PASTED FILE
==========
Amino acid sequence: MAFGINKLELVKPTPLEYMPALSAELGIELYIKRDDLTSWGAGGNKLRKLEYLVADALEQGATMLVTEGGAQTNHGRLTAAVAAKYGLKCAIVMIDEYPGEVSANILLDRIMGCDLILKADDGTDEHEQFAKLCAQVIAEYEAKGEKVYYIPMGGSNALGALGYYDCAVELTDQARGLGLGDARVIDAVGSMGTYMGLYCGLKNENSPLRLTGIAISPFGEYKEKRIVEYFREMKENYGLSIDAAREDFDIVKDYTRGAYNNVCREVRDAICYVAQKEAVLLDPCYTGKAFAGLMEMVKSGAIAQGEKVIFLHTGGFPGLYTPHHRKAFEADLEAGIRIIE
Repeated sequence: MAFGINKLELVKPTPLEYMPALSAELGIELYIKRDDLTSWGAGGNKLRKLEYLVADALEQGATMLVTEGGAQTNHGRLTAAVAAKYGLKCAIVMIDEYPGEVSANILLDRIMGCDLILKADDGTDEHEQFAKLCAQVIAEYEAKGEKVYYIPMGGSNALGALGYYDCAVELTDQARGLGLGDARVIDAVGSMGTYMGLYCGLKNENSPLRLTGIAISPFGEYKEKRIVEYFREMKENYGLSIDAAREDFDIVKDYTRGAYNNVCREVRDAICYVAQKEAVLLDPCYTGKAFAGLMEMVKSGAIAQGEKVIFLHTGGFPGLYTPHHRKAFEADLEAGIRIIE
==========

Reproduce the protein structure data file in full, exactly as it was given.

Amino acid sequence: MAFGINKLELVKPTPLEYMPALSAELGIELYIKRDDLTSWGAGGNKLRKLEYLVADALEQGATMLVTEGGAQTNHGRLTAAVAAKYGLKCAIVMIDEYPGEVSANILLDRIMGCDLILKADDGTDEHEQFAKLCAQVIAEYEAKGEKVYYIPMGGSNALGALGYYDCAVELTDQARGLGLGDARVIDAVGSMGTYMGLYCGLKNENSPLRLTGIAISPFGEYKEKRIVEYFREMKENYGLSIDAAREDFDIVKDYTRGAYNNVCREVRDAICYVAQKEAVLLDPCYTGKAFAGLMEMVKSGAIAQGEKVIFLHTGGFPGLYTPHHRKAFEADLEAGIRIIE
Repeated sequence: MAFGINKLELVKPTPLEYMPALSAELGIELYIKRDDLTSWGAGGNKLRKLEYLVADALEQGATMLVTEGGAQTNHGRLTAAVAAKYGLKCAIVMIDEYPGEVSANILLDRIMGCDLILKADDGTDEHEQFAKLCAQVIAEYEAKGEKVYYIPMGGSNALGALGYYDCAVELTDQARGLGLGDARVIDAVGSMGTYMGLYCGLKNENSPLRLTGIAISPFGEYKEKRIVEYFREMKENYGLSIDAAREDFDIVKDYTRGAYNNVCREVRDAICYVAQKEAVLLDPCYTGKAFAGLMEMVKSGAIAQGEKVIFLHTGGFPGLYTPHHRKAFEADLEAGIRIIE